Male belly dancer challenges social bias

By Wu Jin
0 Comment(s)Print E-mail, September 24, 2013
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 Yan Chenbin challenges the social bias to be a belly dancer. []

A zigzag woolen coat, a green T-shirt and a pair of loose grey trousers reveal Yan Chenbin's passion for beauty.

Besides his chic attire, he wears a silver necklace, a jade pendant, several bracelets and a ring with a yellow stone in the middle. But his fashionable look is only the tip of the iceberg.

"I love the costumes, the actions and the expression of the dance, which makes you feel pretty and confident," Yan said.

Born in Inner Mongolia Autonomous Region, known for its singing and dancing, Yan was a dancing aficionado when he was young, but he did not get into dance until he was 24 years old. He started by mimicking belly dancing at a friend's home and was praised for his powerful expressiveness.

Encouraged by the compliment, Yan found himself falling in love with the feminine dance, which taught him about women’s complicated inner feelings.

"You need to feel their happiness and bitterness and the ultimate goal is to express those feelings," Yan said.

Yan's peers thought he was very unusual when he first appeared in the belly dancing classroom. Unlike his female classmates, he was always the focus of gossip, and people leaned against the classroom window to jeer at his each move.

But in spite of the mockery and sneering, Yan made a bold decision. He resigned from his job in real estate and started his new career as a professional belly dancer.

"I started learning the dance when I was 24, which was about the time when belly dancing was introduced into China. At that time only a few people knew about it, and even fewer men were learning the dance," Yan said.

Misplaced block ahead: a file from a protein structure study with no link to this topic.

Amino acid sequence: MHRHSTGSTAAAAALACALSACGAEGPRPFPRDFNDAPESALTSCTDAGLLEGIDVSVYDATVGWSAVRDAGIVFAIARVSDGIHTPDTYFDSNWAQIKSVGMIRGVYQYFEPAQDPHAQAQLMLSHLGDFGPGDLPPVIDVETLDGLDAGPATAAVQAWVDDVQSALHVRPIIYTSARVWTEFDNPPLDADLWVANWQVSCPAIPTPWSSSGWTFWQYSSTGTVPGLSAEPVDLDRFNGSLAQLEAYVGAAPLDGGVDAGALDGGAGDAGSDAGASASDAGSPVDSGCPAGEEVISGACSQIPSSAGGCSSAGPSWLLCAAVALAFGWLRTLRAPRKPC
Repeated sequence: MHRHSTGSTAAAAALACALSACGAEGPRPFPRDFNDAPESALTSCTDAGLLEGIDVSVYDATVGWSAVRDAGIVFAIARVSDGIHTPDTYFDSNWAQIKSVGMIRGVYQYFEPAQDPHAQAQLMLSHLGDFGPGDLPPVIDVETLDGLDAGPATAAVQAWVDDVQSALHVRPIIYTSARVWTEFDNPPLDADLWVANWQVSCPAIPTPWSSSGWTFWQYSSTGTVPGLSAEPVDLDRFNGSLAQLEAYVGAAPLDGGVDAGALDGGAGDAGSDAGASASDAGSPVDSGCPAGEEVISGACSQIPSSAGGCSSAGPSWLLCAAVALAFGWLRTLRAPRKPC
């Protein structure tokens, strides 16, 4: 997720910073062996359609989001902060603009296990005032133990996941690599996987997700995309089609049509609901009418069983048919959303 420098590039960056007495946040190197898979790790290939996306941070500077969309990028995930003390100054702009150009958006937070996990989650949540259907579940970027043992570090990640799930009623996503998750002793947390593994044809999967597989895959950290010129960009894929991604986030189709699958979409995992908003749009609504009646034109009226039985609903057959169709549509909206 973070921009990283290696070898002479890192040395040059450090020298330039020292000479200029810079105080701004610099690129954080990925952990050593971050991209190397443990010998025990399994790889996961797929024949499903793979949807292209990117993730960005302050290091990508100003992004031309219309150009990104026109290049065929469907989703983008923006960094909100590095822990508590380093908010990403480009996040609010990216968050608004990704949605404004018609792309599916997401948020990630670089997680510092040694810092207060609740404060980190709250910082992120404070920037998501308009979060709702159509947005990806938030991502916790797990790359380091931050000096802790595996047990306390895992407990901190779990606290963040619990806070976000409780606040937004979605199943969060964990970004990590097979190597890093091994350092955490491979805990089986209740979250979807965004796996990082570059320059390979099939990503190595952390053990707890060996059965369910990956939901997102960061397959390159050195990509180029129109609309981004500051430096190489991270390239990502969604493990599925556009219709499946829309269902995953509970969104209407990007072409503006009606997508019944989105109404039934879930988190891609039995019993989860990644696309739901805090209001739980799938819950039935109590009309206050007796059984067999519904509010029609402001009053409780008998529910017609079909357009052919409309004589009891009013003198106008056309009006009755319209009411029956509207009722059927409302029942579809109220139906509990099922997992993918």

Several Arabic dances, including, Raqs Sharqi, Shaabi, Baladi, Saidi and Khaligi, have been introduced into China in recent years. Despite the masculinity of the Saidi dance, Yan chose to learn Raqs Sharqi or belly dancing to demonstrate his unique enthusiasm.

Yan’s decision was first met with strong opposition from his parents, who are traditional Chinese intellectuals.


Yan Chenbin [file photo] 

Yan is now working as a belly dance teacher, making a living by teaching classes at several gyms.

He has also won awards in dancing contests, which has convinced his parents that he is capable of persisting in the path he chose.

"Now my parents understand me. In any case, they have learned to respect my choice," Yan said.

But Yan's choice remains hugely controversial in Chinese society. When he was interviewed by China Central Television, several hosts questioned why he would choose a women’s artistic career.

"I don’t think that art has international boundaries, or boundaries between men and women," he argued.

"Take the role of Dan in Peking Opera for example, in which a man performs the female character."

A rising star in dancing contests, TV programs and on Youku, a popular online video website in China, Yan said he won’t be satisfied with his achievements.

"Life is a long process of pursuing dreams. When I have achieved one goal, there is another waiting for me."

Yan is now considering improving his dancing skills by infusing Arabic dance with Chinese elements and finding partners to establish a team of his own.

"I am a cautious man, I won't make a decision if I'm not ready," Yan said.


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